104. 104.
    Wajapeyee N, Somasundaram K. Pharmacogenomics in breast cancer: current trends and future directions. Curr Opin Mol Ther. 2004;6(3):296–301.PubMedGoogle Scholar
  105. 105.
    Newman WG, Flockhart D. Breast cancer pharmacogenomics: where we are going. Pharmacogenomics. 2012;13(6):629–31.PubMedGoogle Scholar
  106. 106.
    Yiannakopoulou E. Pharmacogenomics of breast cancer targeted therapy: focus on recent patents. Recent Pat DNA Gene Seq. 2012;6(1):33–46.PubMedGoogle Scholar
  107. 107.
    Virnig BA, Torchia MT, Jarosek SL, Durham S, Tuttle TM. Use of endocrine therapy following diagnosis of ductal carcinoma in situ or early invasive breast cancer: Data Points #14. 2012. In: Data Points Publication Series [Internet]. Rockville: Agency for Healthcare Research and Quality (US); 2011. Available from: http://www.ncbi.nlm.nih.gov/books/NBK109739/.
  108. 108.
    Davis MA, Hanash S. High-throughput genomic technology in research and clinical management of breast cancer. Plasma-based proteomics in early detection and therapy. Breast Cancer Res. 2006;8(6):217.PubMedPubMedCentralGoogle Scholar
  109. 109.
    Galvão ER, Martins LM, Ibiapina JO, Andrade HM, Monte SJ. Breast cancer proteomics: a review for clinicians. J Cancer Res Clin Oncol. 2011;137(6):915–25.PubMedGoogle Scholar
  110. 110.
    Garrisi VM, Abbate I, Quaranta M, Mangia A, Tommasi S, Paradiso A. SELDI-TOF serum proteomics and breast cancer: which perspective? Expert Rev Proteomics. 2008;5(6):779–85.PubMedGoogle Scholar
  111. 111.
    Braakman RB, Luider TM, Martens JW, Foekens JA, Umar A. Laser capture microdissection applications in breast cancer proteomics. Methods Mol Biol. 2011;755:143–54.PubMedGoogle Scholar
  112. 112.
    Opstal-van Winden AW, Rodenburg W, Pennings JL, van Oostrom CT, Beijnen JH, Peeters PH, et al. A bead-based multiplexed immunoassay to evaluate breast cancer biomarkers for early detection in pre-diagnostic serum. Int J Mol Sci. 2012;13(10):13587–604.PubMedPubMedCentralGoogle Scholar
  113. 113.
    Verma M, Seminara D, Arena FJ, John C, Iwamoto K, Hartmuller V. Genetic and epigenetic biomarkers in cancer : improving diagnosis, risk assessment, and disease stratification. Mol Diagn Ther. 2006;10(1):1–15.PubMedGoogle Scholar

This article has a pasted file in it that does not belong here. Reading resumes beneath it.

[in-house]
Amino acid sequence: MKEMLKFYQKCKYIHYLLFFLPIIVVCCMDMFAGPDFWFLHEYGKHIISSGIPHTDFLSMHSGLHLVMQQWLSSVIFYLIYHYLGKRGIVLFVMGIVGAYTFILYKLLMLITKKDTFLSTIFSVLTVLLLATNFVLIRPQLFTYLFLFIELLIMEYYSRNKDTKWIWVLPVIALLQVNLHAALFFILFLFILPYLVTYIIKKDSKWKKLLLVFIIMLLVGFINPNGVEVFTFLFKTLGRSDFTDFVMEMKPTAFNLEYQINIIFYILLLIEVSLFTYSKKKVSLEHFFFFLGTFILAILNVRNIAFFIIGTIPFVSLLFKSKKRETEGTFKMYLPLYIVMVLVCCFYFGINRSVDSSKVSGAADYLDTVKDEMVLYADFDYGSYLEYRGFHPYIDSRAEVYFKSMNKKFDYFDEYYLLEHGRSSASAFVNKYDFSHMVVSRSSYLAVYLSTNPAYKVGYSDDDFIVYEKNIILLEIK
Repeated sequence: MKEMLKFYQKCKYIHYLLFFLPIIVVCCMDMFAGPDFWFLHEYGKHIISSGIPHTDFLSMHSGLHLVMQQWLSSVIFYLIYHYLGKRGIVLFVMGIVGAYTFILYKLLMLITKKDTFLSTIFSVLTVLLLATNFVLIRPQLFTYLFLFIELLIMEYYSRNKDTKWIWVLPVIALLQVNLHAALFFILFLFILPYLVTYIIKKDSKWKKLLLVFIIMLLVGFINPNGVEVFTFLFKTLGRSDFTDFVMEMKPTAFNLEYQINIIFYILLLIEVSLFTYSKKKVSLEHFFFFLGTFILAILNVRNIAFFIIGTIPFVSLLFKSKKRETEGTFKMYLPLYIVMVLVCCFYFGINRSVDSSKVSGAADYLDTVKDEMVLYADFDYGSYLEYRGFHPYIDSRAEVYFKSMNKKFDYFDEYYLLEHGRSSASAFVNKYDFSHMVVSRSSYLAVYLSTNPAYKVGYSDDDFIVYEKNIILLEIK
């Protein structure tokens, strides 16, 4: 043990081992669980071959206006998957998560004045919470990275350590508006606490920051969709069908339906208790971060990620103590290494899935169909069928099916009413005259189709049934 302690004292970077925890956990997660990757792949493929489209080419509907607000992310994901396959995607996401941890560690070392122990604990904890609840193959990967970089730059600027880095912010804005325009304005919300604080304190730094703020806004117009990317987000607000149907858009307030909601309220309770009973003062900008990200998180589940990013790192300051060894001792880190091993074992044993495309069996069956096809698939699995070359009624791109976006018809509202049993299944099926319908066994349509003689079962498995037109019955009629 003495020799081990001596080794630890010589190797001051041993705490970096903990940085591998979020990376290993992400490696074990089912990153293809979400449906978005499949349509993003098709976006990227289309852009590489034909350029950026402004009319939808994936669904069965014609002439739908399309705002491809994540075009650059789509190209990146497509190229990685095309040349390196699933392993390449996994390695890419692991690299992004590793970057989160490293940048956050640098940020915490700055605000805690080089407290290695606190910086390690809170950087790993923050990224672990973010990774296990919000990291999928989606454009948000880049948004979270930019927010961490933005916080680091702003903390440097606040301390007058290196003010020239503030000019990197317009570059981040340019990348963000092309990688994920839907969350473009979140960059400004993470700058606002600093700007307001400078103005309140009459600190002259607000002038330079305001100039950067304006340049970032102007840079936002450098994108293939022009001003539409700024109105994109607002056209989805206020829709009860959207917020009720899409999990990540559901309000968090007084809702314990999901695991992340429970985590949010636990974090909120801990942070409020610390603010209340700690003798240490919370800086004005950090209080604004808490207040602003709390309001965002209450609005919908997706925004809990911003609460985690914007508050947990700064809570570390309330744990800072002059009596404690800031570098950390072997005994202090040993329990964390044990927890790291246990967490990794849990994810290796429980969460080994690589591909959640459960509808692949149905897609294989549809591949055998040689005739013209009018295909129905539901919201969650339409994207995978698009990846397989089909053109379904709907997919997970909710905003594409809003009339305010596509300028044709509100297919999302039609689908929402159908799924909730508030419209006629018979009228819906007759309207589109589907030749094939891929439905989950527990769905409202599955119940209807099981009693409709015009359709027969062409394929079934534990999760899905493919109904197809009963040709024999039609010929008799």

114. 114.
    Srivastava S, Verma M, Henson DE. Biomarkers for early detection of colon cancer. Clin Cancer Res. 2001;7(5):1118–26.PubMedGoogle Scholar
  115. 115.
    Srinivas PR, Verma M, Zhao Y, Srivastava S. Proteomics for cancer biomarker discovery. Clin Chem. 2002;48(8):1160–9.PubMedGoogle Scholar
  116. 116.
    Verma M, Srivastava S. New cancer biomarkers deriving from NCI early detection research. Recent Results Cancer Res. 2003;163:72–84; discussion 264–6.PubMedGoogle Scholar
  117. 117.
    Srivastava S. Cancer biomarker discovery and development in gastrointestinal cancers: early detection research network-a collaborative approach. Gastrointest Cancer Res. 2007;1(4 Suppl 2):S60–3.PubMedPubMedCentralGoogle Scholar
  118. 118.
    Kelloff GJ, Sigman CC. Cancer biomarkers: selecting the right drug for the right patient. Nat Rev Drug Discov. 2012;11(3):201–14.PubMedGoogle Scholar
  119. 119.
    Koestler DC, Marsit CJ, Christensen BC, Accomando W, Langevin SM, Houseman EA, et al. Peripheral blood immune cell methylation profiles are associated with nonhematopoietic cancers. Cancer Epidemiol Biomarkers Prev. 2012;21(8):1293–302.PubMedPubMedCentralGoogle Scholar
  120. 120.
    Ravdin PM, Siminoff LA, Davis GJ, Mercer MB, Hewlett J, Gerson N, et al. Computer program to assist in making decisions about adjuvant therapy for women with early breast cancer. J Clin Oncol. 2001;19(4):980–91.PubMedGoogle Scholar
  121. 121.
    Blamey RW, Ellis IO, Pinder SE, Lee AH, Macmillan RD, Morgan DA, et al. Survival of invasive breast cancer according to the Nottingham Prognostic Index in cases diagnosed in 1990–1999. Eur J Cancer. 2007;43(10):1548–55.PubMedGoogle Scholar
  122. 122.
    Wishart GC, Azzato EM, Greenberg DC, Rashbass J, Kearins O, Lawrence G, et al. PREDICT: a new UK prognostic model that predicts survival following surgery for invasive breast cancer. Breast Cancer Res. 2010;12(1):R1.PubMedPubMedCentralGoogle Scholar

Copyright information

© Springer India 2014

Authors and Affiliations

  1. 1.Epidemiology and Genomics Research ProgramNational Cancer Institute, National Institutes of Health (NIH)RockvilleUSA
  2. 2.Centre for Genomics and Applied Gene Technology, Institute of Integrative Omics and Applied Biotechnology (IIOAB)Nonakuri, Purba MedinipurIndia

Personalised recommendations